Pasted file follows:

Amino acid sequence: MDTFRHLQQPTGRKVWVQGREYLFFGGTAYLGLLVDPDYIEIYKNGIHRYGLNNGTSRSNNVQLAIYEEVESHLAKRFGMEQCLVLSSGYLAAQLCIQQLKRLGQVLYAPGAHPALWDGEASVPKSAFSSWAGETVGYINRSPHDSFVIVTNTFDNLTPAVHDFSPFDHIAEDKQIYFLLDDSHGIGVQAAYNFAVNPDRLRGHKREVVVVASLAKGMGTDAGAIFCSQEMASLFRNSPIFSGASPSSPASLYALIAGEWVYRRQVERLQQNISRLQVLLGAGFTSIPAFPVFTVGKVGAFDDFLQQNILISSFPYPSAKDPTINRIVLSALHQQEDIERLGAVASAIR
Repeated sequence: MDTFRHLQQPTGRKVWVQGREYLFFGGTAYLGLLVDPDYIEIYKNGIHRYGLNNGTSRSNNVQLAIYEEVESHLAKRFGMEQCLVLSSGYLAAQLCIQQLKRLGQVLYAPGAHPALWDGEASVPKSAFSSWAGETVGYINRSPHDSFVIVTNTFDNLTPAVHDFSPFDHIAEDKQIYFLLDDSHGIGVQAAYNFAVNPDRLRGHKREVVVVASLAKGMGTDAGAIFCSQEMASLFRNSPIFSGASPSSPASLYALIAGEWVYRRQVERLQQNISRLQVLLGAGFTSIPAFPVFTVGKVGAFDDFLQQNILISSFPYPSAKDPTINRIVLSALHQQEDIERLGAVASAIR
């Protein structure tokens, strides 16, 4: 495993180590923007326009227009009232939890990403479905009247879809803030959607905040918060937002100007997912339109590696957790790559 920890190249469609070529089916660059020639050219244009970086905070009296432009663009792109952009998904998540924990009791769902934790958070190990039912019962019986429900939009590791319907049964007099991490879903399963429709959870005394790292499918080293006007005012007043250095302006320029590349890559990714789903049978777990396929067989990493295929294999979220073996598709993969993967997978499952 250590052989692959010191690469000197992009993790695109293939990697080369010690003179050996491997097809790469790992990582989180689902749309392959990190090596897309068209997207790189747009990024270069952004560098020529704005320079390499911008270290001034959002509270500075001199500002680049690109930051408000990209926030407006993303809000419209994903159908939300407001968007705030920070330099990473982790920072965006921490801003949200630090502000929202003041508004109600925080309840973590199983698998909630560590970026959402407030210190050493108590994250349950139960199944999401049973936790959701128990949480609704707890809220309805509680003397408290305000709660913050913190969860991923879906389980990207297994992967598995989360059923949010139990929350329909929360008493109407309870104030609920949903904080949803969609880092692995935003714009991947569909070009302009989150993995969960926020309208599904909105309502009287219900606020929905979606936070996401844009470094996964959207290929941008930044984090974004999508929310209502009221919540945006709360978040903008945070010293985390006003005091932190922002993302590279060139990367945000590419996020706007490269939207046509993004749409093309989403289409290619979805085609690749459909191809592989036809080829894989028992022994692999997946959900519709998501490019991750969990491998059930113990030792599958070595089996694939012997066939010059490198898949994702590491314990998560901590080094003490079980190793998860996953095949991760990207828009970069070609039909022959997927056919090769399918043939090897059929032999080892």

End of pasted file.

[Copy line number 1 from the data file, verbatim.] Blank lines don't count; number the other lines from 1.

Amino acid sequence: MDTFRHLQQPTGRKVWVQGREYLFFGGTAYLGLLVDPDYIEIYKNGIHRYGLNNGTSRSNNVQLAIYEEVESHLAKRFGMEQCLVLSSGYLAAQLCIQQLKRLGQVLYAPGAHPALWDGEASVPKSAFSSWAGETVGYINRSPHDSFVIVTNTFDNLTPAVHDFSPFDHIAEDKQIYFLLDDSHGIGVQAAYNFAVNPDRLRGHKREVVVVASLAKGMGTDAGAIFCSQEMASLFRNSPIFSGASPSSPASLYALIAGEWVYRRQVERLQQNISRLQVLLGAGFTSIPAFPVFTVGKVGAFDDFLQQNILISSFPYPSAKDPTINRIVLSALHQQEDIERLGAVASAIR